Qualcomm sees technology in the future being so connected that it will be able to act as a sixth sense to your whims before you even realise it.

"The Digital sixth sense vision is a very broad notion for things around you being connected," explained Paul Jacobs, CEO of Qualcomm at the company's annual developer conference, Uplinq, in San Diego.

The concept - which has nothing to do with Bruce Willis in case you were wondering - is that rather than having a single point of contact like a phone or a tablet, you'll be surrounded by connected devices all able to talk to each other and offering you an array of information points to create a bigger information picture.

"In the not too distant future a number of devices will work together to personalise relevant and timely data for you," Jacobs continues.

Qualcomm says that research carried out by the company predicts that there will be more than 25 billion connected devices in the world by 2020 and that over half of those won't be smartphone or tablet devices as we know them today.

That huge boom is hopefully going to come from wearable tech, as well as connected home appliances - something Qualcomm sees as huge growth areas in the coming years as perhaps phone and tablet sales start to become saturated over time.

The San Diego based company, which has just launched a smartwatch of its own called the Qualcomm Toq, doesn't see it as the be all and end all device though. It sees a future where we are wearing multiple items of tech, maybe to capture images, use in Augmented reality, relaying locations, and for fitness and health, with all those devices talking to each other.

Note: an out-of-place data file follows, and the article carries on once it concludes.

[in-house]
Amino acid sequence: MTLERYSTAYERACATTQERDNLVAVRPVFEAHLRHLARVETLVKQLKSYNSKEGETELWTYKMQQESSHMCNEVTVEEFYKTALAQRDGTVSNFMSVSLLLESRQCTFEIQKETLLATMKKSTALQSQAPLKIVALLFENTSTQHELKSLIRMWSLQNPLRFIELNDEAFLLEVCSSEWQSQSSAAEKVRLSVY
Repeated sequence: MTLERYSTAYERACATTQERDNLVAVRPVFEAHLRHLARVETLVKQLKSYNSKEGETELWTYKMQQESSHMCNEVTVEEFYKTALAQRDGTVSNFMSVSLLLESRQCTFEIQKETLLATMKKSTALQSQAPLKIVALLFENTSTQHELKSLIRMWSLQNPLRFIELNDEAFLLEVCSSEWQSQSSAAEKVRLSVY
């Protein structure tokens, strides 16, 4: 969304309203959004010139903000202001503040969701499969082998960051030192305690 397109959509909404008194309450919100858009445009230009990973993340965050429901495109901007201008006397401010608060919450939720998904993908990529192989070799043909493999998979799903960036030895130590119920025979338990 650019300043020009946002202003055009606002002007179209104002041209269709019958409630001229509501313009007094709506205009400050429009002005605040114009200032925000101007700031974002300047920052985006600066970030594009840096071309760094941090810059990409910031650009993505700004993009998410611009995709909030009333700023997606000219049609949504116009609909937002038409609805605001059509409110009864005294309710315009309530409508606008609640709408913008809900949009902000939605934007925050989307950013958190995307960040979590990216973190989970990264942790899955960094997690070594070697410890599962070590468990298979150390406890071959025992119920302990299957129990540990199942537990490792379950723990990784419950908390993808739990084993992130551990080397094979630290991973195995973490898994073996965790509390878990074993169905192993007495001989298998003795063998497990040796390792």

"Smart assistants are just the beginning of what is to come," Jacobs told those in attendance. "Your mobile device will become a personal gateway to the internet of everything and we will spend less time managing the information around us and more time enjoying the world around you."

Envisioning a future home, Jacobs suggested that using Qualcomms's AllJoyn technology - which has been in development for some time but is still to be rolled out in consumer devices - home owners could be notified that they had left the garage door open via their TV then being able to close it through an app on their phone regardless of brand parity.

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Meanwhile on the personal device level, the company has created a device it's calling Gimbal, a proximity beacon that can be used to set off specific interactive experiences based on your location at a conference, stadium or somewhere else.

Qualcomm is already trialilng the new tech with the Dallas Cowboys American football team and at its own Uplinq conference.

At the Dallas Cowboy stadium, those using the new technology are automatically sent timely notifications when they walk through specific geo-targeted areas or a nearby concessions stand.

At Uplinq, conference attendees who have signed up to the programme are able to automatically check-in to conference sessions, as well as receive special offers for restaurants they might be passing.

If Qualcomm has its way, expect the technology to get a lot more aware of where you are and what you are doing, thanks to its being able to talk to the other gadgets you have with you at the time.